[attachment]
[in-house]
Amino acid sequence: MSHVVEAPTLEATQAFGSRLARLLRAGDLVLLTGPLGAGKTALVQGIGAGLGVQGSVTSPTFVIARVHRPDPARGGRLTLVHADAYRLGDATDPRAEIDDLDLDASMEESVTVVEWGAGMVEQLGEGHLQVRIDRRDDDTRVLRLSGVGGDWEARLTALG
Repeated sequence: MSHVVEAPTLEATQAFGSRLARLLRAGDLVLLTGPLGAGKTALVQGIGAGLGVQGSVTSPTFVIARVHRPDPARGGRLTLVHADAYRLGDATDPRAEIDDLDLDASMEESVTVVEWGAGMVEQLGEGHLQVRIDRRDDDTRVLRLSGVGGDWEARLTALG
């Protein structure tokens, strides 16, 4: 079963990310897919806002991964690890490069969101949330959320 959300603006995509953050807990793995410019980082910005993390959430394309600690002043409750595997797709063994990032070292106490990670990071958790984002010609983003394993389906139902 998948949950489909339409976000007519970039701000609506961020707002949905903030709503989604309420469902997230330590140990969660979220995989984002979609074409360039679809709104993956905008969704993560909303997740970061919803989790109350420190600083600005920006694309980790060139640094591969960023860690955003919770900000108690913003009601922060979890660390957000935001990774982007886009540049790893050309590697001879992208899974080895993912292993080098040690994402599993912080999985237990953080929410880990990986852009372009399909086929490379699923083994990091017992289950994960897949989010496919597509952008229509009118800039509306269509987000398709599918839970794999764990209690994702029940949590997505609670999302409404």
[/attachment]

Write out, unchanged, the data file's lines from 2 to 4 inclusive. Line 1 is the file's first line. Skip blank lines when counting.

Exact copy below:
Amino acid sequence: MSHVVEAPTLEATQAFGSRLARLLRAGDLVLLTGPLGAGKTALVQGIGAGLGVQGSVTSPTFVIARVHRPDPARGGRLTLVHADAYRLGDATDPRAEIDDLDLDASMEESVTVVEWGAGMVEQLGEGHLQVRIDRRDDDTRVLRLSGVGGDWEARLTALG
Repeated sequence: MSHVVEAPTLEATQAFGSRLARLLRAGDLVLLTGPLGAGKTALVQGIGAGLGVQGSVTSPTFVIARVHRPDPARGGRLTLVHADAYRLGDATDPRAEIDDLDLDASMEESVTVVEWGAGMVEQLGEGHLQVRIDRRDDDTRVLRLSGVGGDWEARLTALG
């Protein structure tokens, strides 16, 4: 079963990310897919806002991964690890490069969101949330959320 959300603006995509953050807990793995410019980082910005993390959430394309600690002043409750595997797709063994990032070292106490990670990071958790984002010609983003394993389906139902 998948949950489909339409976000007519970039701000609506961020707002949905903030709503989604309420469902997230330590140990969660979220995989984002979609074409360039679809709104993956905008969704993560909303997740970061919803989790109350420190600083600005920006694309980790060139640094591969960023860690955003919770900000108690913003009601922060979890660390957000935001990774982007886009540049790893050309590697001879992208899974080895993912292993080098040690994402599993912080999985237990953080929410880990990986852009372009399909086929490379699923083994990091017992289950994960897949989010496919597509952008229509009118800039509306269509987000398709599918839970794999764990209690994702029940949590997505609670999302409404």